Bacon wrote that QPAC tailors its marketing mix to every show: “We work with the producer and analyse similar shows to determine the appropriate target audience. We have some good tools to then help us profile that audience (mosaic and vital statistics) to help inform the best marketing strategy.”But you don’t always need a big budget to make a splash. Bacon argues that “the small and independent companies I have seen succeed in this space develop good relationships and networks, do a lot of the marketing themselves to keep costs down, understand the value of online, especially video and social media, and are so passionate about their product that they explore every opportunity.”

Walsberger agreed: “It’s really funny, I was talking to another arts marketing manager and she had come from a different industry. She was amazed at how other industries lacked the imagination and creativity of the arts. They were limited to marketing things in ways that cost money, we sort of go out and talk to a lot of creative people who are able to gain momentum in bizarre ways.”

Eckhardt and Scott stress the importance of partnerships to stretch small budgets. “Compare it to a major corporate and we’re in the business of making small budgets go far,” Eckhardt said. “We work partnerships really hard.”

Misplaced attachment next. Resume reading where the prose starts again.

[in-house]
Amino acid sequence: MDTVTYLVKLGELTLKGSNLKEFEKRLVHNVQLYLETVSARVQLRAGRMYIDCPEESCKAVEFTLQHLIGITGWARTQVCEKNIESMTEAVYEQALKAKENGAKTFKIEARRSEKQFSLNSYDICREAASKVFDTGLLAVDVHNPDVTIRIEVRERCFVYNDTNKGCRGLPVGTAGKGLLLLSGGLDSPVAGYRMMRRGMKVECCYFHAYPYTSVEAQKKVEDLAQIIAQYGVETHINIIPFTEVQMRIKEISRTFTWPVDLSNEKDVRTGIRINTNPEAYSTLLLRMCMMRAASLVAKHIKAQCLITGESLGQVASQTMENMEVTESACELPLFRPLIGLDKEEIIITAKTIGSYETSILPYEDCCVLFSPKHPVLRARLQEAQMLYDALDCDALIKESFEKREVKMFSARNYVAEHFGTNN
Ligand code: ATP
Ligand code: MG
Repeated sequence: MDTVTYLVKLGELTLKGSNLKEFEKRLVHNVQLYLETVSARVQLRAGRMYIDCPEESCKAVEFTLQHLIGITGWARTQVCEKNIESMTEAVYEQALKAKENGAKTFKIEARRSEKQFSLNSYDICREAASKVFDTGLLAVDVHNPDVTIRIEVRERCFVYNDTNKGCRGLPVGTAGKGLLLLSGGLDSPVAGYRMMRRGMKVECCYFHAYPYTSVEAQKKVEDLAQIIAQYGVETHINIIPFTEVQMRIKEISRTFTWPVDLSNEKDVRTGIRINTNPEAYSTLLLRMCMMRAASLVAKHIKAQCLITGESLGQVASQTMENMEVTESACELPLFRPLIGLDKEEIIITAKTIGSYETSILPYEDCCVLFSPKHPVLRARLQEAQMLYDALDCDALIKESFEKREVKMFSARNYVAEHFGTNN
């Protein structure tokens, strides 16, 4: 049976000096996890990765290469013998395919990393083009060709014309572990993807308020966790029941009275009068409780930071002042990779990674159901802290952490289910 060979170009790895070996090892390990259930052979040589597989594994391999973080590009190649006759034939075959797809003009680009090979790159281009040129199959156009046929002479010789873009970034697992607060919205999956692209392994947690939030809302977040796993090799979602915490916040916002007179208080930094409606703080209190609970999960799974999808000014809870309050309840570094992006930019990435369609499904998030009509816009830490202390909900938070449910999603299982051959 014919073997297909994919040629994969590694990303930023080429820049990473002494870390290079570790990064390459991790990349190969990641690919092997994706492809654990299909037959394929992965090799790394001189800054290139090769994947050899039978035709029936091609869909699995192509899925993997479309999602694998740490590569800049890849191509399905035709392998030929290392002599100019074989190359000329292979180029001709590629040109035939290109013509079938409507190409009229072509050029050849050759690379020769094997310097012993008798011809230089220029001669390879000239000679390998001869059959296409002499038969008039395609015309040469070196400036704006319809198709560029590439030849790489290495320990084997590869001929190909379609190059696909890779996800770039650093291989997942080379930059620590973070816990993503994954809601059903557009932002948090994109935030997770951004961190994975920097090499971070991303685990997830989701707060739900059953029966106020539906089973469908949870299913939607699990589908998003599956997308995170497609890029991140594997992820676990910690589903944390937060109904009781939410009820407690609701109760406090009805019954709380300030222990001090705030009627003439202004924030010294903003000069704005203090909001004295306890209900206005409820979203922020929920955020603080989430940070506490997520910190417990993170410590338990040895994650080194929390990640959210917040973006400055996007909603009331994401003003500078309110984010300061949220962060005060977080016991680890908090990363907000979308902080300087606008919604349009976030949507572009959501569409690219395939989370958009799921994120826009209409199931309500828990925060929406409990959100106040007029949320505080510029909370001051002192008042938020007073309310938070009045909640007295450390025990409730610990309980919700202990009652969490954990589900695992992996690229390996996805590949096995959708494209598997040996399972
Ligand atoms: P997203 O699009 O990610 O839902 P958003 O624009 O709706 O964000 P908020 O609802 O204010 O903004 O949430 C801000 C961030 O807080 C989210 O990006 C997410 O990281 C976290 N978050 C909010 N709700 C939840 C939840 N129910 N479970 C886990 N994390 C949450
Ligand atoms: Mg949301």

In the end, though, it’s about the work itself. Scott thinks the point should be to get to the point “where people come out of the theatre feeling they’ve had a life-changing experience”. To do that, you’ve got to get them into the theatre in the first place. “Once you get them there, you’ve got a convert for life, and a way of doing that is using people you collaborate with, your partners, your sponsors.”

Walsberger talked about a recent Lucy Guerin production, Human Interest Story, in similar terms: “It sold out to subscribers only this year, that’s an exceptional situation, it’s very unusual for an Australian company to sell out with modern dance.

“If you can team it up with a strong brand, if you can generate huge word of mouth, then begin to attract a strong subscriber base, which then generates new audiences — that’s a nice sequence of events.”